In common with tanks of this period, but in contrast to crawler tractors, the suspension had considerable articulation and permitted high speeds. The Vigor was capable of nearly 10 mph, while the comparable Caterpillar D8 could only reach 5 mph. The four road wheels were linked as two bogies on each side. Pairs of bogies on opposite sides were linked by an articulated beam with a centre tilt pivot. This suspension required a flexible track, developed by Vickers, with rubber sealing washers between the moving parts. Wear to the rubber in service could make the track floppy, a drawback to the design. Together with the sophisticated suspension articulation, if not well-maintained, the Vigor was prone to throwing tracks when run at speed.
The vehicle chassis was fabricated in two pieces, mainly from large iron or steel castings. The nose of early models was distinctively solid and sloped, while other makers had a vertical radiator grille. Later models, after experience in Australia, also gained a lightweight steel grille for better ventilation. The chassis unbolted relatively quickly, two hours being cited, into front (engine) and rear (transmission) components.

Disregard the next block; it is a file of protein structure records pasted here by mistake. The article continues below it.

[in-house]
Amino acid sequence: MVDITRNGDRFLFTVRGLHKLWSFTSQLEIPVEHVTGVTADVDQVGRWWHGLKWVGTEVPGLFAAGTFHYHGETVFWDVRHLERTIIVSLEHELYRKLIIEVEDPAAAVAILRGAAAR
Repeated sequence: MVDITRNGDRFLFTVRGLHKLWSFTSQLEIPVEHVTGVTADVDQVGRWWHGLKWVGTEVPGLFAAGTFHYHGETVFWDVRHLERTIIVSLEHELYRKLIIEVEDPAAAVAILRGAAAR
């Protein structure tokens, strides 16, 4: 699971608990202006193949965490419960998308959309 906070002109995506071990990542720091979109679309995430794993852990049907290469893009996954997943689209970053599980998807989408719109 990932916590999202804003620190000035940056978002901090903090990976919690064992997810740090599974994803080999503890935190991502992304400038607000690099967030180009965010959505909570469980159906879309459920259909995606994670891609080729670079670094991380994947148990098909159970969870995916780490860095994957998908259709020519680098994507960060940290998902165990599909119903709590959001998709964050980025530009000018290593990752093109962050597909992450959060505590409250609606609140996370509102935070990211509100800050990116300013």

The engine was a Rolls-Royce C6SFL 12.17l six-cylinder supercharged diesel. This engine was more powerful than other tractors of this age and weight, with 190 hp at the engine and 150 drawbar hp. However the fuel consumption was high, at 9.8 gallons per hour at full rate. Unusually this engine was of dry sump design allowing constant full pressure lubrication at all operating angles. The transmission was initially a three-speed manual and high-low-reverse splitter gearbox with a relatively small Borg & Beck 18 inch single plate dry clutch. This small clutch plate had a reputation for early failure if worked hard. An improvement from mid-production was the option of a Rolls-Royce hydraulic torque converter, the same converters Rolls-Royce were supplying with the same engines for the new British Rail DMU fleet. Towards the end of production a Cummins turbocharged diesel engine was an option.
A full range of accessories were offered: front dozer blades with cable or hydraulic lifts, rear ripper blades for breaking virgin bush such as farmland in Australia. Sadly the Vigor suffered many problems that were never satisfactorily addressed by the manufacturer such as instability as a bulldozer and eventually was unable to compete with US competition such as Caterpillar. Sales dwindled and production ended.
Production of the VR180 ran from 1952 to 1958, with approximately 1,500 built.
Sandstone’s example is serial number 2132 and was used in the construction of the Kariba Dam between 1955 and 1959 after which it was abandoned in the bush. It was recently rescued in Zimbabwe together with another smaller example. It is missing the bulldozer blade but a suitable example is being sought.